January 2019 – M78 and Barnard’s Loop

In the evening, Orion’s Belt, a row of three brilliant stars, can be seen rising in the southeast, at least for us mid-latitude northern hemisphere dwellers. It’s an iconic sight, written about by civilizations as ancient civilization itself. What those civilizations couldn’t know, is that there’s much more to Orion than meets the eye. This image includes two perfect examples, situated just north of the eastern star of the belt: Alnitak.

M78 consists of two regions of brightly glowing “reflection nebulae,” seen here at right-center. These objects are very dusty, and the brilliant light from the newborn stars embedded within the clouds of dust illuminate their surroundings with their blue light. Just like dust on your dresser, though, it is thinner and thicker in places. Where it is thicker, even the light of these brilliant stars cannot penetrate, and we see those areas in silhouette against the brightly glowing background.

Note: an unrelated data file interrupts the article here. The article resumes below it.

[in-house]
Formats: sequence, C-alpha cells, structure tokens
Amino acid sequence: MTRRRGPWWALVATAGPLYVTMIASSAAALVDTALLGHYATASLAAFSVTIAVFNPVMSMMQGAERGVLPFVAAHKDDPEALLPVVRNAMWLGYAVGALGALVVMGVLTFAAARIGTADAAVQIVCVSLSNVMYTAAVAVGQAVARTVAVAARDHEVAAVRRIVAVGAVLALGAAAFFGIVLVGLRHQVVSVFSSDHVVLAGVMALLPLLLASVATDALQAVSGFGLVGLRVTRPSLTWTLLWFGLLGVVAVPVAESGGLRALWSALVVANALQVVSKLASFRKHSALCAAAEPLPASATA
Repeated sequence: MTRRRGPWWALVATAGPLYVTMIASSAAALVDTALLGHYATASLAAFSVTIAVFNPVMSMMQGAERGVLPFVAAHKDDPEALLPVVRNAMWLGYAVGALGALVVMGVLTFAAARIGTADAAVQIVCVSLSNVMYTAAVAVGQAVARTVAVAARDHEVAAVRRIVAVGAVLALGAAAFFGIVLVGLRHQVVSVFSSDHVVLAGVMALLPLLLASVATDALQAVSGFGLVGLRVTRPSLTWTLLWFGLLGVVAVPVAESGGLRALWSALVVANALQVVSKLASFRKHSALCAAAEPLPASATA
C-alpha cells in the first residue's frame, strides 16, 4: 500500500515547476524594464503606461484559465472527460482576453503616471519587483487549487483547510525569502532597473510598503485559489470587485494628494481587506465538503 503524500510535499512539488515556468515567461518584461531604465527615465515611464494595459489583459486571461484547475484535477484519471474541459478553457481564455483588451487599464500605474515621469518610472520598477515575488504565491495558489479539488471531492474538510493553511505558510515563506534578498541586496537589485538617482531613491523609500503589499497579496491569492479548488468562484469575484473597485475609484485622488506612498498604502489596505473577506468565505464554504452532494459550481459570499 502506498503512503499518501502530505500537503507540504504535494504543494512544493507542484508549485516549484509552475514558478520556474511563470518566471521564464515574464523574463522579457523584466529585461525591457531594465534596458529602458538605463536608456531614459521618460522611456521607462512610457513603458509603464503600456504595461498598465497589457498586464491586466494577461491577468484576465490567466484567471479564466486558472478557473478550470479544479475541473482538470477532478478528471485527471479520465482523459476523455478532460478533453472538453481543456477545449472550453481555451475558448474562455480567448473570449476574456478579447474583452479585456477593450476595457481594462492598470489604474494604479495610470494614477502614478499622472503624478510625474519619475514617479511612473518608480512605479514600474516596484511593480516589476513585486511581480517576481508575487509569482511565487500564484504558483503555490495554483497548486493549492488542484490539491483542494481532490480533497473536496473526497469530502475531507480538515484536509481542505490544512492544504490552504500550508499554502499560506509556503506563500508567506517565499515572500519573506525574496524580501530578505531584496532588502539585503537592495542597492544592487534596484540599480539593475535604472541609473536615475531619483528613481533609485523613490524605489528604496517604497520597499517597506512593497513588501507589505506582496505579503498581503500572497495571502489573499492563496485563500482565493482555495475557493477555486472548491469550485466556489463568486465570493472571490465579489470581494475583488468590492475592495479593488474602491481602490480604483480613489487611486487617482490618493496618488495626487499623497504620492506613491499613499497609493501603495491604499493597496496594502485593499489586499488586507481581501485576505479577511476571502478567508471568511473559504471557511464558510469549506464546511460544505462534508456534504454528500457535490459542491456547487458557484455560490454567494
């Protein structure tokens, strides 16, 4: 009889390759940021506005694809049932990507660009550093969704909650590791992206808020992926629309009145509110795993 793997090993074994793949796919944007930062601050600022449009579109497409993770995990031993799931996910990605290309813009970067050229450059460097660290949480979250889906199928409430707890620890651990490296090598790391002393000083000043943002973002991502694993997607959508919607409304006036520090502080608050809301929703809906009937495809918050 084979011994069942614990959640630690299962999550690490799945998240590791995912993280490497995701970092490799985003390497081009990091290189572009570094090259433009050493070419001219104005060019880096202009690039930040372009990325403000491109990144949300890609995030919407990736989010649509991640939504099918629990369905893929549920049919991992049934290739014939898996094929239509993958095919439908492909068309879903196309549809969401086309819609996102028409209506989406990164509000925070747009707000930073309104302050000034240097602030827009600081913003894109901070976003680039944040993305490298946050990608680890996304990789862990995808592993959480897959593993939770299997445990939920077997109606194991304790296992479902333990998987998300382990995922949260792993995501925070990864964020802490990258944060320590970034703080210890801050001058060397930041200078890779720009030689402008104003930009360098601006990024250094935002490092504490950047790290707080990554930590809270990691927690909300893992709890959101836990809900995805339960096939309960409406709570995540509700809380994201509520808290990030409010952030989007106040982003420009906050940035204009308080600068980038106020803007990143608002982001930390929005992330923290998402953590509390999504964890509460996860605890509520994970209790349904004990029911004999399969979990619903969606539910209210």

M78 is crowded with young stars, most of them too dim for their light to get through even the thinner dusty regions. The light from the brighter stars will resolve that problem. Since light actually exerts pressure on atoms, molecules, and tiny grains of dust, the light from the bright stars is in fact literally blowing the dusty shroud away. Soon, relatively speaking, there will be “naked” star clusters in the place of M78. An unrelated example of one of these can be seen near the left edge of the image.

The lovely red arc that dominates the left side of the image is thought to be a supernova remnant, the almost-spent shock wave from the explosion of an ancient massive star. It is very large, basically wrapping the entire east side of Orion. E. E. Barnard, the famous mapper of the Milky Way, discovered this glowing loop, and this it’s named after him. Perhaps it’s no coincidence that there are so many starbirth regions in Orion. There is a lot of hydrogen and dust in this part of the sky. The compression of this passing shock wave may have been enough to trigger regions of gravitational collapse in this massive cloud, the first step to forming a new star.